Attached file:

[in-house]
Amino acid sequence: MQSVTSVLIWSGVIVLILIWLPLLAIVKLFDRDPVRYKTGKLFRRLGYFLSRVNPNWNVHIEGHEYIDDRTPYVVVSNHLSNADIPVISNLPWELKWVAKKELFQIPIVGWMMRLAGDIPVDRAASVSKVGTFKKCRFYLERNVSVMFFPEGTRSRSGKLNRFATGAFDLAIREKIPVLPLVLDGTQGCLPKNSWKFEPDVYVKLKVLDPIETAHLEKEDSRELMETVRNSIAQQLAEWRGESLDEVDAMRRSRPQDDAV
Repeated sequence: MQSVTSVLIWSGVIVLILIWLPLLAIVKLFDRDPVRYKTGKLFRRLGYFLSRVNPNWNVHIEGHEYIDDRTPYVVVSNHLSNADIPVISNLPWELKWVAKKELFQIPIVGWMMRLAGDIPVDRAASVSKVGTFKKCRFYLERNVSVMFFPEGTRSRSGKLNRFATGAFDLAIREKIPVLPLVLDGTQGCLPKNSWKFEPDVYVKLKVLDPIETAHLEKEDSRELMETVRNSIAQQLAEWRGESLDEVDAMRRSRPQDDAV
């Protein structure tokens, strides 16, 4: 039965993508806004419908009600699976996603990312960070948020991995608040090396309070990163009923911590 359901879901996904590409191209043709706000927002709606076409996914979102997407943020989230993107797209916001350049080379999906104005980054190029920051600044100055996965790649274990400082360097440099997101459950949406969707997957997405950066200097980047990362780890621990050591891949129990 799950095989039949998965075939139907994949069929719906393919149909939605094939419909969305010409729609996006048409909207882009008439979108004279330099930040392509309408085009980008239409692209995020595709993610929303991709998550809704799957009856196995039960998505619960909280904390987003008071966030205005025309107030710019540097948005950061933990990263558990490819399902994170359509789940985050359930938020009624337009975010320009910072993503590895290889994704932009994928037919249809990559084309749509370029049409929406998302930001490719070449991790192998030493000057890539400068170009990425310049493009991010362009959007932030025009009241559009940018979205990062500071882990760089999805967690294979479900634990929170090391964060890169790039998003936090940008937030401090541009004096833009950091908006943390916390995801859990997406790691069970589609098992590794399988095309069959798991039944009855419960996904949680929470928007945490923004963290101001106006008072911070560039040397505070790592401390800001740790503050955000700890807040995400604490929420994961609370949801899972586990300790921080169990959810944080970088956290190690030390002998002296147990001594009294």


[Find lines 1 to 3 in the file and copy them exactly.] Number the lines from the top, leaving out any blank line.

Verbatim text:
[in-house]
Amino acid sequence: MQSVTSVLIWSGVIVLILIWLPLLAIVKLFDRDPVRYKTGKLFRRLGYFLSRVNPNWNVHIEGHEYIDDRTPYVVVSNHLSNADIPVISNLPWELKWVAKKELFQIPIVGWMMRLAGDIPVDRAASVSKVGTFKKCRFYLERNVSVMFFPEGTRSRSGKLNRFATGAFDLAIREKIPVLPLVLDGTQGCLPKNSWKFEPDVYVKLKVLDPIETAHLEKEDSRELMETVRNSIAQQLAEWRGESLDEVDAMRRSRPQDDAV
Repeated sequence: MQSVTSVLIWSGVIVLILIWLPLLAIVKLFDRDPVRYKTGKLFRRLGYFLSRVNPNWNVHIEGHEYIDDRTPYVVVSNHLSNADIPVISNLPWELKWVAKKELFQIPIVGWMMRLAGDIPVDRAASVSKVGTFKKCRFYLERNVSVMFFPEGTRSRSGKLNRFATGAFDLAIREKIPVLPLVLDGTQGCLPKNSWKFEPDVYVKLKVLDPIETAHLEKEDSRELMETVRNSIAQQLAEWRGESLDEVDAMRRSRPQDDAV